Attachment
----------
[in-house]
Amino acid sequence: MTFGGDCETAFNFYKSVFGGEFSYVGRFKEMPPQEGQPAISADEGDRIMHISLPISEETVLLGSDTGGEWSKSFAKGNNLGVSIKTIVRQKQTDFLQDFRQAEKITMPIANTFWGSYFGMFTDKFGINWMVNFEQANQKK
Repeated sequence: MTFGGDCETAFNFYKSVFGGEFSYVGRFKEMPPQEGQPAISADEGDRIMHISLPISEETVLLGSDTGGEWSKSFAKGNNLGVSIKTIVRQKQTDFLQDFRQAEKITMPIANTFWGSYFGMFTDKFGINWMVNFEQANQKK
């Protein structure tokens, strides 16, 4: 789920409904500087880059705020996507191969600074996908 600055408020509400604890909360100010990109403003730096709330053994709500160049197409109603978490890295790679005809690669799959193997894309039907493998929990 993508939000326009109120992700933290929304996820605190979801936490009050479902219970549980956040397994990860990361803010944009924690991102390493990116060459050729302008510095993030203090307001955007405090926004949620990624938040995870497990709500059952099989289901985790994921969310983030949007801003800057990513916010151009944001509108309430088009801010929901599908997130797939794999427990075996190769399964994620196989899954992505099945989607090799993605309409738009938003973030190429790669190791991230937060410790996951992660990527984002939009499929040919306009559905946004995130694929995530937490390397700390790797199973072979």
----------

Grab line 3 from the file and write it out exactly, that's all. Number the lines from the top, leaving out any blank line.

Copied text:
Repeated sequence: MTFGGDCETAFNFYKSVFGGEFSYVGRFKEMPPQEGQPAISADEGDRIMHISLPISEETVLLGSDTGGEWSKSFAKGNNLGVSIKTIVRQKQTDFLQDFRQAEKITMPIANTFWGSYFGMFTDKFGINWMVNFEQANQKK